That’s what The New York Times says the European Union is talking about.
…a European Union nuclear weapons program.
Under such a plan, France’s arsenal would be repurposed to protect the rest of Europe and would be put under a common European command, funding plan, defense doctrine, or some combination of the three. It would be enacted only if the Continent could no longer count on American protection.
Leaving aside the cynically manufactured hysteria underlying this idea, there are a couple of flaws in it. One is that it assumes that France remains a part of the EU. A Marine Le Pen victory in this spring’s French presidential election cycle would toss the whole idea into the circular file. Another is that the French, extremely individualistic when it comes to military action and their military, would agree to such a thing. Another is that bit about American protection. The idea that we’d withdraw it is someone’s straw man; we’ve only argued that it’s time for our treaty partners to pay the shares they committed to paying when they signed up to NATO.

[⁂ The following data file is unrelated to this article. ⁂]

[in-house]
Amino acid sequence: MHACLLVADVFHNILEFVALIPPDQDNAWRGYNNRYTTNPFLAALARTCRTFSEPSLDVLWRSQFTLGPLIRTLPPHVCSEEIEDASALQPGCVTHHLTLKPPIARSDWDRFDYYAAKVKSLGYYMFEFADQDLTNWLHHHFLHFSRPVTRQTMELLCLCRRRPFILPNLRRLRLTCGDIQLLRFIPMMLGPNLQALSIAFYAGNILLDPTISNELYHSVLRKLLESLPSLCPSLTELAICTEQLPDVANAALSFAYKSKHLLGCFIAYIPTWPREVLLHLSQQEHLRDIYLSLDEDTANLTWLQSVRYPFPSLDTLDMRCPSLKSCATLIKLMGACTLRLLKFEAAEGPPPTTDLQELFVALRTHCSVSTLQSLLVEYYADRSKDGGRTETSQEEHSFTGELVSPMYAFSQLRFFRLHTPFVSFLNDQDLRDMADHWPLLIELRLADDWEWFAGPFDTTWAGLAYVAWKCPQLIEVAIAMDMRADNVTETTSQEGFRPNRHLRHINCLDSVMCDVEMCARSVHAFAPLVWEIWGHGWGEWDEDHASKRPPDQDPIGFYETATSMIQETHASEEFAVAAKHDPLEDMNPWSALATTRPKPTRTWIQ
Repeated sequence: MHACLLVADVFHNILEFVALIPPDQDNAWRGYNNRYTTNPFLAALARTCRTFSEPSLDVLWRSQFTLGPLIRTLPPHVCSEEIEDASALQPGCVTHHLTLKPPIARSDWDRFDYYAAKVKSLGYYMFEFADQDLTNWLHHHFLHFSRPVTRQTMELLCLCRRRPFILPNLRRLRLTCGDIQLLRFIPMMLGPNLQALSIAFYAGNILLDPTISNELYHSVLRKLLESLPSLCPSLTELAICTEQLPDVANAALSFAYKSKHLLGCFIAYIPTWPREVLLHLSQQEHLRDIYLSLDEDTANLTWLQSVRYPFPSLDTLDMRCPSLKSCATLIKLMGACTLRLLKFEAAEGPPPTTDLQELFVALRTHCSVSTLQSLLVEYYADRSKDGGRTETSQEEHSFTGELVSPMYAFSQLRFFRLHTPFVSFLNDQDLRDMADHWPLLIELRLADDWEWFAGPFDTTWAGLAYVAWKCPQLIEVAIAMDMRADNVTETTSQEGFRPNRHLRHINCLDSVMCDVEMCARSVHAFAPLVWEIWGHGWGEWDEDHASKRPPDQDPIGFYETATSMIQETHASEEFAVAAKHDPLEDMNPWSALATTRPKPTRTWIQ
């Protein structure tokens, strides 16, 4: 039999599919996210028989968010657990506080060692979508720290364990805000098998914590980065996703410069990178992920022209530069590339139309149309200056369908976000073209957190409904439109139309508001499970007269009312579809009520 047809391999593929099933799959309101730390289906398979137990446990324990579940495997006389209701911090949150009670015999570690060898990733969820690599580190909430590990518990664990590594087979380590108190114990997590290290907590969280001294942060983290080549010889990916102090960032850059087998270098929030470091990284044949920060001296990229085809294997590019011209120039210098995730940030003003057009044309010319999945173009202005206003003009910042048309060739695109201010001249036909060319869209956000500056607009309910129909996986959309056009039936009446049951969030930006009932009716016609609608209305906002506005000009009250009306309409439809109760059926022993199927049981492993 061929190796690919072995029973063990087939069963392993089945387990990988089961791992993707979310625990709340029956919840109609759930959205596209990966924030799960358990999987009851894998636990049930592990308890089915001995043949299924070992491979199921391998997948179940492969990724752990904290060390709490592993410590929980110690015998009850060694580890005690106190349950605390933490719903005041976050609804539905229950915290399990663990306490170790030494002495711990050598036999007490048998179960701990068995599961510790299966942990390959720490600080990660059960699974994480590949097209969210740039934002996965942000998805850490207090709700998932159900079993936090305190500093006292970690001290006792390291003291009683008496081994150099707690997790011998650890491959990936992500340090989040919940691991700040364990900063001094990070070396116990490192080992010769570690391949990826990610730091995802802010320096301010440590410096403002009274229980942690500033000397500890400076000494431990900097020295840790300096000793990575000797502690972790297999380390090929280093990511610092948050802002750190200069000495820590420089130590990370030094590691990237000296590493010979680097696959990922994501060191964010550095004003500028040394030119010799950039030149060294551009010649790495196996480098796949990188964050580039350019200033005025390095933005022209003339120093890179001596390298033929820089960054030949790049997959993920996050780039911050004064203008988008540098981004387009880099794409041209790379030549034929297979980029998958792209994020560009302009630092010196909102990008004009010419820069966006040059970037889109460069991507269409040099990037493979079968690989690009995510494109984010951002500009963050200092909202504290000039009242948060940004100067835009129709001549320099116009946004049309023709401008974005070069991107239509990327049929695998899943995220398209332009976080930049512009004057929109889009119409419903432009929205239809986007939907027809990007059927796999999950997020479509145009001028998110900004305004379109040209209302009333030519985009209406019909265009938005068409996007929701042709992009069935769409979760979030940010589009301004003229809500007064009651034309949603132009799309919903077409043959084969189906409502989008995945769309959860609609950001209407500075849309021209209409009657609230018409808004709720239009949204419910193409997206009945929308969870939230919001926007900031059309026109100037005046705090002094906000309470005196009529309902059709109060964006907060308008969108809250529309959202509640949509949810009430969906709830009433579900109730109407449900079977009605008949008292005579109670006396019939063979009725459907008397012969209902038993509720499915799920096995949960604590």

And: would Germany trust France—could Germany trust France—to risk French existence defending an attacked Germany, or would Germany begin to acquire its own nuclear arsenal? After all, this scheme depends on German financing for the French—to show solidarity, of course—and the money might be thought better spent on acquiring a German nuclear arsenal they could more directly and completely control. On the other hand, could the Germans, with their guilt complex, trust themselves with nuclear weapons?
Of course, there’s an upside, too. The notoriously unreliable French military participation in NATO would be ameliorated by getting those nuclear weapons more reliably included in the NATO (not EU) arsenal, fulfilling some of the requirement that NATO signatories actually live up to the they obligations incurred with their signatures.